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weight-lifting health

Raising Awareness Year-Round at the American Heart Association

AHAlogoThe global team behind the American Heart Association (AHA) works each day of the year to improve the health of people worldwide. As part of these efforts, the organization oversees a variety of events and initiatives focused on health- and/or fitness-related themes. At AHA, nearly every month is dedicated to raising the public’s awareness of the ways they can stay safe and healthy.

Here’s an overview of several AHA months and events:

 

February – American Heart Month

A federally designated event, American Heart Month has been observed every year since 1964. The goal of American Heart Month is to bring awareness to the issue of cardiovascular disease, which is the leading cause of death worldwide. In recent years, American Heart Month has placed special focus on raising awareness of heart disease among women, even naming February 1 as National Wear Red Day.

 

March – Nutrition Month

Many of AHA’s themed months and events are focused on providing people with the tools and knowledge they need to lead healthier lives. During Nutrition Month, the organization offers tips and resources to help people make smart food choices that can benefit their heart and their health overall. Some of the resources highlighted during Nutrition Month include the AHA’s Healthy for Good initiative, which seeks to inspire healthy changes through good nutrition and exercise.

 

April – Move More Month

Like Nutrition Month in March, April’s Move More Month is part of the AHA’s mission to encourage people to improve their lives by striving for good health. According to the AHA, nearly half of all adults in the United States do not get enough physical activity to stay healthy. During Move More Month, the organization offers tips for exercise success and works to raise awareness of programs such as Kids Heart Challenge and the NFL PLAY 60 Challenge, both of which are aimed at increasing physical activity among the nation’s youth.

 

May – American Stroke Month and High Blood Pressure Education Month

At the AHA, May is focused on preventing and raising awareness of strokes and educating the public about high blood pressure, one of the main stroke risk factors. In partnership with the American Stroke Association, the AHA has assembled several tips to achieve ideal health and avoid hypertension/stroke-related problems. Tips include eating a well-balanced diet, quitting smoking, maintaining a healthy weight, managing stress, and being physically active.

 

June – CPR and Summer Safety Month

In addition to helping people improve their health, the AHA serves as the nation’s global leader in providing CPR training and emergency cardiovascular care training. Throughout June, the organization highlights this work and raises awareness about the importance of knowing CPR. The AHA also takes time during the month to offer summer safety tips for people of all ages.

 

July – Quality Improvement and Summer Heart Health Month

While staying active in warm weather is important, it can also lead to heat-related illnesses that are often preventable. The AHA uses what is typically the hottest month of the year to help people avoid issues such as heat exhaustion and heatstroke. The Association’s leadership also uses the month of July to focus on its quality of care initiatives aimed at improving health care nationwide.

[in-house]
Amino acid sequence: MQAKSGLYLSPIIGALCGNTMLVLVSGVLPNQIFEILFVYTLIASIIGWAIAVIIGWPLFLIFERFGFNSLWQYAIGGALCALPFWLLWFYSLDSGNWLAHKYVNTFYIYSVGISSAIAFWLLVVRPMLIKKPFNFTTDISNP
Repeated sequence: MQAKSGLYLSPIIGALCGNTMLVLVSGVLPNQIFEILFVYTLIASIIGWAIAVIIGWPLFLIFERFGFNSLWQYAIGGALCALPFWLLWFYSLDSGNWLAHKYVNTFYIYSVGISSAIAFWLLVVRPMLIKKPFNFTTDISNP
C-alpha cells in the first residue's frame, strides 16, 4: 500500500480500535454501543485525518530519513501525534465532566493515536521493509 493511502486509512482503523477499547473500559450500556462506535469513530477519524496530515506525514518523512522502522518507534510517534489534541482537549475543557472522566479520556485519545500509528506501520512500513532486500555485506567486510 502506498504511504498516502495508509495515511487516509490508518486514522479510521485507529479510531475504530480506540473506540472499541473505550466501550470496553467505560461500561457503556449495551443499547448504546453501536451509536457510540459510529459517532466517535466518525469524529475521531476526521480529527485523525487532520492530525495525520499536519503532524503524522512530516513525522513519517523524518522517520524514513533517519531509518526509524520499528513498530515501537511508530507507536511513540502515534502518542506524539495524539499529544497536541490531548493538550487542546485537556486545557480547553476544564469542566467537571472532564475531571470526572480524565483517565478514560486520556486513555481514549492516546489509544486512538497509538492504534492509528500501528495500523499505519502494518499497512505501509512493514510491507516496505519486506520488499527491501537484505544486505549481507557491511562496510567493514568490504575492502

August – Heart Walk

Each August, over 1 million people in more than 300 cities across the country take part in the AHA Heart Walk, the organization’s largest fundraising event. Along with raising funds to fight heart disease and stroke, the Heart Walk gives people the opportunity to celebrate survivors of heart disease and stroke while literally taking steps to boost their own health.

 

September – World Heart Day and Other Awareness Events

September is a very busy month at the AHA. On September 29, the organization partners with the World Heart Federation in observing World Heart Day, which focuses on inspiring people around the globe to take control of their heart health. September is also devoted to raising awareness of peripheral artery disease, childhood obesity, atrial fibrillation, and cholesterol. All of these issues fit into the AHA’s broader goal of improving health worldwide.

 

October – World Stroke Day, World Thrombosis Day, and Diversity & Health Equity

October is another busy month at the AHA. One of the main events of the month is World Stroke Day, which is held on October 29. More than 7 million Americans are stroke survivors, and World Stroke Day aims to reduce this number in the future by helping people learn how to minimize their risk. The AHA also uses October to promote health equity and observe World Thrombosis Day, an annual event held on October 13.

 

November – Research and Eat Smart Month

Over the last seven decades, the AHA has spent over $4 billion on cardiovascular and stroke research. November is when the group highlights its past research while raising awareness of future research priorities. November is also Eat Smart Month, a time when the AHA educates the public about healthy eating habits. This education includes advice such as swapping traditional Thanksgiving fare for healthier options.

 

Disclaimer: This website contains general information about medical conditions and treatments. This information is not intended or implied to be a substitute for professional medical advice. No guarantee is given regarding the accuracy or validity of any statements or information provided on this website. Do not rely on this information as an alternative to medical advice from your doctor or another professional healthcare provider. You should seek immediate medical attention if you think you are suffering from a medical condition. You should never delay seeking medical advice, disregard medical advice, or discontinue medical treatment because of information on this website.